When, some years ago, one of my former roommates got married, I went on honeymoon with the newly married couple. And, being directionally challenged, got the bride lost.
A group of friends met at Liz and Ed’s wedding. As so many of us were from out of town, the newlyweds invited us to join them for a couple of days of their honeymoon. Although they were keen to start their new life together, they wanted to enjoy their friends after the frenetic lead-up to the wedding.
And so a bunch of us decided to head over to the condo they were renting in the mountains for a few days of skiing and relaxing in the hot tub. Ed graciously let Liz come in my car, so we could have some girl-time together, and said I could follow him. Liz and I were chatting and talking through who danced with whom at the wedding when we slowed down at a stop sign. The sun was in my eyes but I saw Ed’s blue car turn right and take off quickly. I put my foot on the pedal, wondering why he was going so fast.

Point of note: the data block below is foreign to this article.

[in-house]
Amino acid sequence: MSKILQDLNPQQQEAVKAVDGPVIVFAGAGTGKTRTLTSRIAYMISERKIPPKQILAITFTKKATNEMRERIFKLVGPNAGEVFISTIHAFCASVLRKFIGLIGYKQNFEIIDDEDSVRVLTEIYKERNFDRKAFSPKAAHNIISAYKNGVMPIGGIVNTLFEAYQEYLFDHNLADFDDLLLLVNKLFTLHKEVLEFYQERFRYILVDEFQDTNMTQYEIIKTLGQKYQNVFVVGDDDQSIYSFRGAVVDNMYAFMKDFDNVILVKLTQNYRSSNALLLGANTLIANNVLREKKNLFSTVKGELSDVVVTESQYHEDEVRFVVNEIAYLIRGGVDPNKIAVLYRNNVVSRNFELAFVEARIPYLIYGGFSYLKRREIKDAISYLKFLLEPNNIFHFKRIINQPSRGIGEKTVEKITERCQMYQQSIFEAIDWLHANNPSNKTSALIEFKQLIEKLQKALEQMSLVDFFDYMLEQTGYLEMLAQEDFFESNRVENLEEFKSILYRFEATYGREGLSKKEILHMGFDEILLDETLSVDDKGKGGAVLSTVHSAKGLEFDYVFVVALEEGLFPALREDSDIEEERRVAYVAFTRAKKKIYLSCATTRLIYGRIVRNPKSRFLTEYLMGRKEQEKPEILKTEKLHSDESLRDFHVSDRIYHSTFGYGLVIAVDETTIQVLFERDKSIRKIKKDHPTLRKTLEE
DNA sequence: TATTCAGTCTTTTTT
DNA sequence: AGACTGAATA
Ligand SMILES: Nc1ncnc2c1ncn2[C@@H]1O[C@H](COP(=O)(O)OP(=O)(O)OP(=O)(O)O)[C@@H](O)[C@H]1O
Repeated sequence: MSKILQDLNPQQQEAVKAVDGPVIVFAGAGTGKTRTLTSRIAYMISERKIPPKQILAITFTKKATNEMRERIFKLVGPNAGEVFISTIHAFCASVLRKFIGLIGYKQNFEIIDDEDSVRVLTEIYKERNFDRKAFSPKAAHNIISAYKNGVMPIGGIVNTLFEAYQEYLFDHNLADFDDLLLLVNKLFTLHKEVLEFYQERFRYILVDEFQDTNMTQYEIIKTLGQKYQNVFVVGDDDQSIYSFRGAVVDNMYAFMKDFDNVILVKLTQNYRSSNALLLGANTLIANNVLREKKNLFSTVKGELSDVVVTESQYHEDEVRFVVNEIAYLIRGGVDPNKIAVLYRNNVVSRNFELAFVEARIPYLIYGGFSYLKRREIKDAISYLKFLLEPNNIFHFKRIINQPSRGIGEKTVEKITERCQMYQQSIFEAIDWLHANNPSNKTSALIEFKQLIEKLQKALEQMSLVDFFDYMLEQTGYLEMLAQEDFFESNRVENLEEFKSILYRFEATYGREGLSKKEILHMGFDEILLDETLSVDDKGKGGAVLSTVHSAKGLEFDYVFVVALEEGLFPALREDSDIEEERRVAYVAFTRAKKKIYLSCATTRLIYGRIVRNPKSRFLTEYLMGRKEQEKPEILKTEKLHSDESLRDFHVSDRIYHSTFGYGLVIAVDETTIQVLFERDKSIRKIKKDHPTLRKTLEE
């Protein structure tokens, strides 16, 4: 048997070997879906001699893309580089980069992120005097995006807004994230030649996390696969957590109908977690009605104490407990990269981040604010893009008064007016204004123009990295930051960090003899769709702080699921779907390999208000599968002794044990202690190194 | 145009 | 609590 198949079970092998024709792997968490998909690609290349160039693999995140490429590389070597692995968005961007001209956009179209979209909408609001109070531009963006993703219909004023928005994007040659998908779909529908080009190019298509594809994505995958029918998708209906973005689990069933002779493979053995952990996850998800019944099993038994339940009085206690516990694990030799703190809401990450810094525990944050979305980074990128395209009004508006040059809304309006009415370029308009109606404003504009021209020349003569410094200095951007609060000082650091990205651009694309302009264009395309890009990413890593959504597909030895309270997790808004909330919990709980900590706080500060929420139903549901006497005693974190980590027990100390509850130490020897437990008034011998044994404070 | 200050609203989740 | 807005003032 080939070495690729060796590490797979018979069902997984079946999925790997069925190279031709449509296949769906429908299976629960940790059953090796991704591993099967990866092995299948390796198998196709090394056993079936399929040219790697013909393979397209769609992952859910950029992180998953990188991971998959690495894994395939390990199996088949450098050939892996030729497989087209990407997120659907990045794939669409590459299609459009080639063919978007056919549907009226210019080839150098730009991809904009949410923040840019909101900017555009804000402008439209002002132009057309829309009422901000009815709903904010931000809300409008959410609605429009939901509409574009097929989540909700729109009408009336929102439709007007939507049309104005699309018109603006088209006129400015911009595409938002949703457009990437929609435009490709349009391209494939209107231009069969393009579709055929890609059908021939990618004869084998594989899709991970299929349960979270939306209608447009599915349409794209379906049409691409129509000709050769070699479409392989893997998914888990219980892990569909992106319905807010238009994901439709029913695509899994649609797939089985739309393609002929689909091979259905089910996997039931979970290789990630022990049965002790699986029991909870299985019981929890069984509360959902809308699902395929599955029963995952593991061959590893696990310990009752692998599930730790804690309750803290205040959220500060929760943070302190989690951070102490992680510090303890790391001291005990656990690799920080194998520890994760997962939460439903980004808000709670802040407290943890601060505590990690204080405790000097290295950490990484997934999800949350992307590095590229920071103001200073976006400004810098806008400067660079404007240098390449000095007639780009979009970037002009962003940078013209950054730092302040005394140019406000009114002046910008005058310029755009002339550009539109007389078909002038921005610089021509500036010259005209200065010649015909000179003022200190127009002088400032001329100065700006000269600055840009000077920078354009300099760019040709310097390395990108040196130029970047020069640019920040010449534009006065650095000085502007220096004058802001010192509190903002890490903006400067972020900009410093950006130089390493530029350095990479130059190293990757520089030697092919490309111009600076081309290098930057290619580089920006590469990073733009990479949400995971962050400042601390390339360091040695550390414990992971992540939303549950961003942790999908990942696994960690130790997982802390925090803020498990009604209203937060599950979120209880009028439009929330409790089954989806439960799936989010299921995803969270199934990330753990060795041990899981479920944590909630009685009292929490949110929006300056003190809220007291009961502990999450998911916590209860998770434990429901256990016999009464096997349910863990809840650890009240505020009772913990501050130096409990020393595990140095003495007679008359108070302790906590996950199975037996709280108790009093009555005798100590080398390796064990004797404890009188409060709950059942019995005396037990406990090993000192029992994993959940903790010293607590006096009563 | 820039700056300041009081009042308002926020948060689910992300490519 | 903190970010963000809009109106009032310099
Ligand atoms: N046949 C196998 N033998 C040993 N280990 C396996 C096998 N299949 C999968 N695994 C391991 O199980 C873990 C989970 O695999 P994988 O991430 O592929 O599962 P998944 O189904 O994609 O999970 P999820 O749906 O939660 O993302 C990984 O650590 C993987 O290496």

We followed the blue car for over an hour, me wondering silently why Ed was making it so hard for me to keep up with him. Finally I asked Liz why she thought he was going so fast. She couldn’t figure it out either.
I sped up, trying to close the gap between the cars.
Liz said, “Amy! That’s not Ed’s car!”
My stomach dropped and I wondered what I had gotten us into. “Oh man. I knew I was bad with directions, but I never thought I’d follow the wrong car!”
We slowed down and stopped in Cripple Creek, finding a restaurant with a pay phone to try to let him know where we were – this was way before mobile phones were invented. I felt so bad that I kept saying sorry, until I realized that my profuse apologies were probably beginning to annoy Liz.
After making some phone calls to tell friends whom Ed might call, we figured out where we where and realized I had driven us completely in the wrong direction. We now had to backtrack the sixty miles, plus drive the next hundred miles we always had in front of us. But at least now Ed would know that I hadn’t intentionally stolen his bride.
When we finally met up with Ed and the other friends, I was exhausted and burst into tears. After calming down, we all were able to laugh about the incident and my stupidity. For in a moment of blindness, I followed the wrong car and got seriously off-track.
The spiritual lessons are clear.